By: Dr. Angele Bice, Associate Director of. Public Health and Spay/Neuter Initiatives
Thanks to the Charleston Animal Society, I recently experienced the opportunity of a lifetime. Students for International Veterinary Opportunities (SIVO) is an academic program and non-profit effort for veterinary students and doctors at the University of Florida—and I am grateful that I was able to be a part of this teaching opportunity with my alma mater.
The goal of SIVO is to provide basic veterinary care to locations outside of the United States, one of which is their annual clinic on the island of Roatan, Honduras. For the past 10 years there, SIVO has offered medical care to the local pet population there whose owners may not have other means to provide for their animals. In addition, SIVO volunteers educate the local community about proper animal husbandry, provide an opportunity for veterinary students to gain valuable medical and surgical experience, and expose veterinary students to working in an international setting with limited resources.
This year, I headed to Roatan, Honduras, with a team of eight doctors, 25 University of Florida veterinary students, and five additional support staff. Together between our medical and surgical teams we were able to help nearly 200 animals. But it wasn’t easy in the least. Some days the conditions were harsh with sweltering heat and humidity, and other days had down pours of rain falling upon us. But the people of Honduras were grateful to have this rare opportunity to receive care for their animals and they waited in line for hours patiently. Many of our visitors had walked to the clinics carrying their animals in crates and makeshift containers to get them there. Some of the animals were strays that people picked up off the street and were now willing to take back to their home since we were spaying/neutering as well as providing flea, tick and heartworm prevention.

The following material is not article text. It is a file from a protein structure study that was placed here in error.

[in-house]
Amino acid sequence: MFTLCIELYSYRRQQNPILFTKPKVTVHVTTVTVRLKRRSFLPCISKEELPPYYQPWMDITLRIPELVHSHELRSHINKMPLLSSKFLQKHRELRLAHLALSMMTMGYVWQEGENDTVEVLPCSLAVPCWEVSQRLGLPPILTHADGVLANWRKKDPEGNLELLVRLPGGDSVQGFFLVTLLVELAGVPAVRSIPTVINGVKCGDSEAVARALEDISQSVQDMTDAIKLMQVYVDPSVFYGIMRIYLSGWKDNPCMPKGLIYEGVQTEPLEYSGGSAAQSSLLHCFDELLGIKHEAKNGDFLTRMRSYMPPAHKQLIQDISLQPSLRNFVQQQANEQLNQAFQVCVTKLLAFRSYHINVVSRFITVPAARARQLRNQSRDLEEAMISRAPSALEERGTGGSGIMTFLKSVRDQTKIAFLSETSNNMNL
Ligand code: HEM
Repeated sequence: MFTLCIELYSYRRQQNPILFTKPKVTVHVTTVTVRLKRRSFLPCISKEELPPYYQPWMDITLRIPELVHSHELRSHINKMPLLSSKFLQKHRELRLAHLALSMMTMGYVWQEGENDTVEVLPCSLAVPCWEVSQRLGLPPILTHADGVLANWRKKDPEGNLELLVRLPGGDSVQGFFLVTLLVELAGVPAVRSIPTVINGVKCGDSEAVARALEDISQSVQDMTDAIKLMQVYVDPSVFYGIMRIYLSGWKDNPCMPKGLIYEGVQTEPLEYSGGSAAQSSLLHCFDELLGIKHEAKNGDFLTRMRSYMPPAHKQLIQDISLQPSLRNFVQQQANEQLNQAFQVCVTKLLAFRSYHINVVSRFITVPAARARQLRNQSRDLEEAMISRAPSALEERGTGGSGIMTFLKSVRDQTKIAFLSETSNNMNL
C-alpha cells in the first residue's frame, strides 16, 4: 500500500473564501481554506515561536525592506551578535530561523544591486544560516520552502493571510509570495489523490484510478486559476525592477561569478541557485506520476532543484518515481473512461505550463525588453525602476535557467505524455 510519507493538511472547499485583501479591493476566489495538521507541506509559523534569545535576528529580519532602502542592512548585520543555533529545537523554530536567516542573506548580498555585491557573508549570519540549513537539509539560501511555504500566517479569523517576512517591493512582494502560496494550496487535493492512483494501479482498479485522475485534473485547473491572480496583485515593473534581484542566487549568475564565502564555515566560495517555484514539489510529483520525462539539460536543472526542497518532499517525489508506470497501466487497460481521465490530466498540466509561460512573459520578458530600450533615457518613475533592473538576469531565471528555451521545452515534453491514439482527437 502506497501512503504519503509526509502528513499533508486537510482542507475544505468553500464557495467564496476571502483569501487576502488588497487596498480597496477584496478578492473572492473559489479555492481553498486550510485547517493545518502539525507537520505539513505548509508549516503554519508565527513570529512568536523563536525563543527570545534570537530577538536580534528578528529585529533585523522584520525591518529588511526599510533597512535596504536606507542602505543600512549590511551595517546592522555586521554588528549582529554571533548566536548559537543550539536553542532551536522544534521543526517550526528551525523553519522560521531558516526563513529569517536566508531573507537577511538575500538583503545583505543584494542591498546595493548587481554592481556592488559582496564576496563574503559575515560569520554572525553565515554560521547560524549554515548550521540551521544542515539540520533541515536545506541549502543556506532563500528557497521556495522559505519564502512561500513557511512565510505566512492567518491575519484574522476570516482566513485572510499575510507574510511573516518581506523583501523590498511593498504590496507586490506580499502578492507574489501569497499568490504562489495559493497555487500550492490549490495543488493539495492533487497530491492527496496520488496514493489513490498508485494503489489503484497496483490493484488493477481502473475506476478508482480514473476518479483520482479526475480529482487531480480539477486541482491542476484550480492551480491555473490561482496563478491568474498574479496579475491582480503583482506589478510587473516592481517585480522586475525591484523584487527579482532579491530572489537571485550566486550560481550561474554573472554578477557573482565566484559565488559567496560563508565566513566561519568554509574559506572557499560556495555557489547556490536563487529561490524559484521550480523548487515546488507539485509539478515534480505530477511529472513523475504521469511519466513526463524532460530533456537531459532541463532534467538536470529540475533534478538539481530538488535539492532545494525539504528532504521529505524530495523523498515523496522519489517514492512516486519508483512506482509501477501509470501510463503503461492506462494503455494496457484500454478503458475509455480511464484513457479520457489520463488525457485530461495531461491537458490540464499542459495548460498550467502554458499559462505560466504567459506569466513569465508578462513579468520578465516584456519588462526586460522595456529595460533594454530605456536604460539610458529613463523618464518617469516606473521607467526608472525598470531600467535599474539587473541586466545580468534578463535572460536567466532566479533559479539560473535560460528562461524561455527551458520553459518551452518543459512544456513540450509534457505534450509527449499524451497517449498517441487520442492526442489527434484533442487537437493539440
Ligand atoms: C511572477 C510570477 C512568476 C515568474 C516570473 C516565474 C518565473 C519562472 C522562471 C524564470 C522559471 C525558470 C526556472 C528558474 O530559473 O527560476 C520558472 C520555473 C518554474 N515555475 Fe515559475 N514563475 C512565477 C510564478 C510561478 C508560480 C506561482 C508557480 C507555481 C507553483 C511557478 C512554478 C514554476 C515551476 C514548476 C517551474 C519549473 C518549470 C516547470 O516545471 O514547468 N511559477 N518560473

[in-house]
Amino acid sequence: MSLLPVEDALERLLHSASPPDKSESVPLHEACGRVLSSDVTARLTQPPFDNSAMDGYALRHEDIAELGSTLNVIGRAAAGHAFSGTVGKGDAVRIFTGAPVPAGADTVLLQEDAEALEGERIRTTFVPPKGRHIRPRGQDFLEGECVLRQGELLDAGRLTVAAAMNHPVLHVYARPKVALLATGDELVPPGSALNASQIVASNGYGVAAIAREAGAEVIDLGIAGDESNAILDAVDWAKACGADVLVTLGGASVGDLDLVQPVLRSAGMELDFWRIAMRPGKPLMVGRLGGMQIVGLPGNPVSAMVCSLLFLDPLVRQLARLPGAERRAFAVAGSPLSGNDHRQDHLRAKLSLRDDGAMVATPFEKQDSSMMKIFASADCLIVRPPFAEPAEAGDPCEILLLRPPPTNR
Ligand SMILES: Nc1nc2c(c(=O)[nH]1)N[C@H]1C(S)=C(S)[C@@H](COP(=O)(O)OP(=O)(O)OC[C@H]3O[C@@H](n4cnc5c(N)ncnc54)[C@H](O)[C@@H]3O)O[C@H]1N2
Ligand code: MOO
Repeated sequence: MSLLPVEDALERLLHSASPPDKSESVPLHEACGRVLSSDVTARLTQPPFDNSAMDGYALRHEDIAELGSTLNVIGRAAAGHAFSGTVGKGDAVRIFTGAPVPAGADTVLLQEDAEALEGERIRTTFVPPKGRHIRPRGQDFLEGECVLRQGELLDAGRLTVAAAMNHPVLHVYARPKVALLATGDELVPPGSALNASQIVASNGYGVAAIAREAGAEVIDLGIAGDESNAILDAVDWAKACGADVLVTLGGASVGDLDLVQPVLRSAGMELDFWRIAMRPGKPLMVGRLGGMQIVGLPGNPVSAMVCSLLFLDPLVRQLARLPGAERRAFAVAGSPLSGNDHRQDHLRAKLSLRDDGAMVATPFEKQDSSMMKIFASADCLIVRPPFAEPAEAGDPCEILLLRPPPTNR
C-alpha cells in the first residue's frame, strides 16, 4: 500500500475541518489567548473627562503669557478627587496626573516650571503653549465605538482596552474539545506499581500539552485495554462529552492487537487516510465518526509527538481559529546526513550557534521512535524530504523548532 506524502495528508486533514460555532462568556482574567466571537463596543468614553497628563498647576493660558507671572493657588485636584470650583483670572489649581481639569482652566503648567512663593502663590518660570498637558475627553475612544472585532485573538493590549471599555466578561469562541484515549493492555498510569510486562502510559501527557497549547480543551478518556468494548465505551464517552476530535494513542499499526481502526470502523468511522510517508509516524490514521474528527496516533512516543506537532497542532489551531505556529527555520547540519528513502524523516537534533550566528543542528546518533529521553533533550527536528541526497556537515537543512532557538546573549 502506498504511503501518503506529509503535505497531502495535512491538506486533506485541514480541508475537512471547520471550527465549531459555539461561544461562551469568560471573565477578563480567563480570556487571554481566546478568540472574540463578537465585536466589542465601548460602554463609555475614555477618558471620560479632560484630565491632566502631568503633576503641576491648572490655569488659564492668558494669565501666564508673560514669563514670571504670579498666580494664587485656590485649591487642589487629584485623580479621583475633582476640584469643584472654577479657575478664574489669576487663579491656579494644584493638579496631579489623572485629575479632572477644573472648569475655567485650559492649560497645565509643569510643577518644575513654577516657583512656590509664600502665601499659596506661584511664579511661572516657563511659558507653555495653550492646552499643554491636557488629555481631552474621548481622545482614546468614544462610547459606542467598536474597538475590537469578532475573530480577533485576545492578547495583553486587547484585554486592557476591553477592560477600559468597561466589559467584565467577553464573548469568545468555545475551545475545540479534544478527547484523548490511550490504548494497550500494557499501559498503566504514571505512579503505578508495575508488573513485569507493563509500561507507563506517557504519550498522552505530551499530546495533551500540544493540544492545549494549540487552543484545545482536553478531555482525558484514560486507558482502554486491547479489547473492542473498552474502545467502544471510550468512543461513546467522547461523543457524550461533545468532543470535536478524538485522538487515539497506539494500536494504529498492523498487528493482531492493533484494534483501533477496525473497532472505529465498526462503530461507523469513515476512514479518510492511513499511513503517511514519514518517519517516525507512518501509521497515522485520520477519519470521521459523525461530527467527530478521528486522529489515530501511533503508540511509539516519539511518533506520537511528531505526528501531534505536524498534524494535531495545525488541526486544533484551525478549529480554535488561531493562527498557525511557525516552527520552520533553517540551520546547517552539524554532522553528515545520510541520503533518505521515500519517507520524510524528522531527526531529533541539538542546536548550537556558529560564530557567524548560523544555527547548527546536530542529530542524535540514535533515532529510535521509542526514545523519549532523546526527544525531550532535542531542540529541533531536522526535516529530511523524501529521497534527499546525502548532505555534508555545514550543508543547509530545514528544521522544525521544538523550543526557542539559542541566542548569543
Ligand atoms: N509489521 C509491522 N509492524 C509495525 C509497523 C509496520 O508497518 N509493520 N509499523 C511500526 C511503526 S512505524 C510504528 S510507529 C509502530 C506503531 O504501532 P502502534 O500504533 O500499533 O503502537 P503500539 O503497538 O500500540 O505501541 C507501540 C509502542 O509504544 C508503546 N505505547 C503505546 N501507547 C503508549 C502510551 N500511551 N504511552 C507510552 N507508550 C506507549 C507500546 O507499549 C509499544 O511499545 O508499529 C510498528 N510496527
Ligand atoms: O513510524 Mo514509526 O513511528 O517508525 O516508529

While on the island, our staff saw a number of animals with serious medical conditions that we were able to successfully treat, conditions such as transmissible venereal tumors and ehrlichiosis. One dog had deep wounds to his leg that the owner had wrapped with a T-shirt. He would boil the tee to clean it, let it dry, and place it back over the wound daily. By bringing the dog to us, we were able to surgically repair the wound and provide antibiotics for a happy and healthy healing process.
From this trip, the University of Florida veterinary students received invaluable experience they never would have otherwise. The students did the physical exams, blood work, surgical preparation, anesthesia, assisted with spays and neuters, and recovered the animals after surgery. Their hands-on experience in a variety of surgical and medical cases will prepare them for their futures and enable them to be more well-rounded doctors. The dedication I saw in them only proved their capabilities as they rose early each morning to make the hike to the outdoor clinics where they worked hard until dark. The excitement of learning beamed on their faces throughout the entire process. It was an incredible experience that was very rewarding, and I am so grateful to have been able to be a contributing member to such an incredible organization.